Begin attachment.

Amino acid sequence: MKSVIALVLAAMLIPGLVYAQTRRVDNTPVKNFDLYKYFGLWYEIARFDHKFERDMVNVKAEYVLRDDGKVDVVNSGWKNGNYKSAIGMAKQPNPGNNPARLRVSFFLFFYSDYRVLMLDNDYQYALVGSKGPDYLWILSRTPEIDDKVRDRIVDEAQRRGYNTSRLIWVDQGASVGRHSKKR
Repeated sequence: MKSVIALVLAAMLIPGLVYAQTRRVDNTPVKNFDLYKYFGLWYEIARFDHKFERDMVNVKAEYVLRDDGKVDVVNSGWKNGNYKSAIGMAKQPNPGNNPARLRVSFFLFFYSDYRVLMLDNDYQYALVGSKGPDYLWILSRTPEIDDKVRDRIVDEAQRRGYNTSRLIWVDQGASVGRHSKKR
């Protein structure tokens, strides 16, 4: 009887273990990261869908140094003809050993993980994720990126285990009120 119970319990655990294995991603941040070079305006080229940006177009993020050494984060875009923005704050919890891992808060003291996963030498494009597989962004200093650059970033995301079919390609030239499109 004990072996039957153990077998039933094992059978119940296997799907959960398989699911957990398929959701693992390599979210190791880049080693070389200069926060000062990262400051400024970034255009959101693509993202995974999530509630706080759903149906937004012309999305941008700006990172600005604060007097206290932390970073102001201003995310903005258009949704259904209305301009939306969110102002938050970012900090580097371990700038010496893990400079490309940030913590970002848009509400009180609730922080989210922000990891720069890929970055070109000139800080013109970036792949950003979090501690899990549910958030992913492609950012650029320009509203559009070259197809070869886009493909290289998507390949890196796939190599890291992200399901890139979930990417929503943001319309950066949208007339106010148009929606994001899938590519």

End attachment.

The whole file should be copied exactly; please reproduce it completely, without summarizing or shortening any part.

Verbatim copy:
Amino acid sequence: MKSVIALVLAAMLIPGLVYAQTRRVDNTPVKNFDLYKYFGLWYEIARFDHKFERDMVNVKAEYVLRDDGKVDVVNSGWKNGNYKSAIGMAKQPNPGNNPARLRVSFFLFFYSDYRVLMLDNDYQYALVGSKGPDYLWILSRTPEIDDKVRDRIVDEAQRRGYNTSRLIWVDQGASVGRHSKKR
Repeated sequence: MKSVIALVLAAMLIPGLVYAQTRRVDNTPVKNFDLYKYFGLWYEIARFDHKFERDMVNVKAEYVLRDDGKVDVVNSGWKNGNYKSAIGMAKQPNPGNNPARLRVSFFLFFYSDYRVLMLDNDYQYALVGSKGPDYLWILSRTPEIDDKVRDRIVDEAQRRGYNTSRLIWVDQGASVGRHSKKR
């Protein structure tokens, strides 16, 4: 009887273990990261869908140094003809050993993980994720990126285990009120 119970319990655990294995991603941040070079305006080229940006177009993020050494984060875009923005704050919890891992808060003291996963030498494009597989962004200093650059970033995301079919390609030239499109 004990072996039957153990077998039933094992059978119940296997799907959960398989699911957990398929959701693992390599979210190791880049080693070389200069926060000062990262400051400024970034255009959101693509993202995974999530509630706080759903149906937004012309999305941008700006990172600005604060007097206290932390970073102001201003995310903005258009949704259904209305301009939306969110102002938050970012900090580097371990700038010496893990400079490309940030913590970002848009509400009180609730922080989210922000990891720069890929970055070109000139800080013109970036792949950003979090501690899990549910958030992913492609950012650029320009509203559009070259197809070869886009493909290289998507390949890196796939190599890291992200399901890139979930990417929503943001319309950066949208007339106010148009929606994001899938590519």